If you are following your own workout routine, odds are good that you have already considered warming up and cooling down as a steady part of your plan.
As well you should! Taking care to both build your body up for activity, then guiding it back down from exertion, are great ways to keep your body conditioned and help prevent injury. This is especially important for your feet and ankles, which must take on a lot of force when running and jumping.
But what should you do if you take these steps, but you find your feet still aching after a workout? Has something gone wrong? Is there part of your technique that isn’t helping you, or just something wrong that needs to be addressed via other means?
Those are all possibilities, and definitely something to talk with us about! Taking the right measures now to address sources of foot and ankle pain can not only keep you more active now, but help prevent complications that might lead to chronic pain and problems in the future.
But you still want to do something to try and help your pain right now, no? Here are a few tips for finding some relief for feet that stay hot with pain even after the cooldown.
Hit the Bath (of Epsom Salt)
Epsom salt is a health product that has withstood the test of time. While there is not a lot of medical research out to hold up claims that it’s some miracle worker of a product, there is not denying that a warm bath can still be soothing and encourage increased circulation to areas that need it.
To give your feet a good soak, add a half-cup of salts to a small basin or tub. It should be large enough to comfortably hold your feet and enough warm water to cover up to the ankles.
You can also use a standard bathtub, if you wish. Add 2 cups of salt to that.
Soak your feet anywhere from 10 minutes to an hour. It’s dependent on how it feels to you and what benefit you are deriving from it.
However, please be mindful of how often you soak your feet, and opt for a foot bath only three times per week at most. Such treatments can dry out your skin, leading to cracks. If your feet are already cracked, or you have a condition such as diabetes, we heavily recommend consulting us first before starting a bath treatment.
Heel pain can often be the result of plantar fasciitis, irritation and minor injury to the thick band of tissue that supports the bottom of the foot.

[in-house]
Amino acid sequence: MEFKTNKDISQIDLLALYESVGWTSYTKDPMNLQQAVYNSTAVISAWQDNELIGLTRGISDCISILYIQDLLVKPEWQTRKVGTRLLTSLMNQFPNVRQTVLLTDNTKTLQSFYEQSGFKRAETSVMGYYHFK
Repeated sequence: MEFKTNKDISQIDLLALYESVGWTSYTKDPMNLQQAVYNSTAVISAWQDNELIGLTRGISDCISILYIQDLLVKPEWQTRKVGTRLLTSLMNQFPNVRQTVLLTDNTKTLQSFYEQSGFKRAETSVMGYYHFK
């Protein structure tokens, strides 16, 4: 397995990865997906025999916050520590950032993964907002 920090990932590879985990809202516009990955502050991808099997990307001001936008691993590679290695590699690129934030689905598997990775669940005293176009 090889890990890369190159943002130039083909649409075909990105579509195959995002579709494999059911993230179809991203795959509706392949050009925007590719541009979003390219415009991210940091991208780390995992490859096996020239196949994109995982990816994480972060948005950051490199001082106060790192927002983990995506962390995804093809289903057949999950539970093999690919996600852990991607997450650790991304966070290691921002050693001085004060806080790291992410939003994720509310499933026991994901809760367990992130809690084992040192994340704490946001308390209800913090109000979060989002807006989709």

Rolling something along the bottom of the foot, forward and back, can help massage and stretch the plantar fascia, providing some added relief.
You can use a foam roller if you have it, but a tennis ball can also work just fine (it’s also easier to work under a desk if you’re on the job!).
If you want to add some cold therapy to your rolling, that’s easy! Partly fill and freeze a plastic water bottle to roll instead. You could also fill a Styrofoam cup with water, freeze that and use it, too. Just be mindful that ice will melt eventually, so keep a cap on that bottle and be mindful of where that Styrofoam cup might start leaking!
Give Yourself a Massage (or Get Someone to Do It for You)
If rolling is not quite enough, a massage can be a more direct way to reach your pain points.
A routine for this is rather simple, but feel free to customize it as you see fit. Sit with one foot over the opposite leg. Grasp around the top and bottom of the foot with both hands, then rub firmly and gradually with your thumbs around the top of the foot, traveling from ankle to toes three times.
Once finished up top, use your fingers against the bottom of the foot, working similarly from heels to toes three times. Then repeat with your other foot.
Finding More Permanent Solutions
Massaging, rolling, baths, and cold are all ways to potentially find relief when you need it, but they will likely do little to hit the core of the problem.
Whether they root cause is an overuse injury, an inherited abnormality with foot structure, or a different reason entirely, the best way to take care of it is to properly identify and directly address the problem. This might mean additional rest, different equipment, stretches specific toward conditioning certain muscles and tendons, or orthotics to provide support and correction, among other potential treatments.
Just as it’s important to warm up before an activity, it’s crucial to ensure your feet and ankles are fully set to take on the demands you are giving them. Treating your pain after the fact is reactive. A proactive approach is going to yield much better results for you in the long run!
If you need help with foot or ankle pain that is putting a damper on your athletic progress, set up an appointment with Dr. Evan Merrill or Dr. Adam Gerber in our Medford office. Call us toll free at (844) 899-6826 or fill out our online contact form to have a member of our staff reach out to you shortly.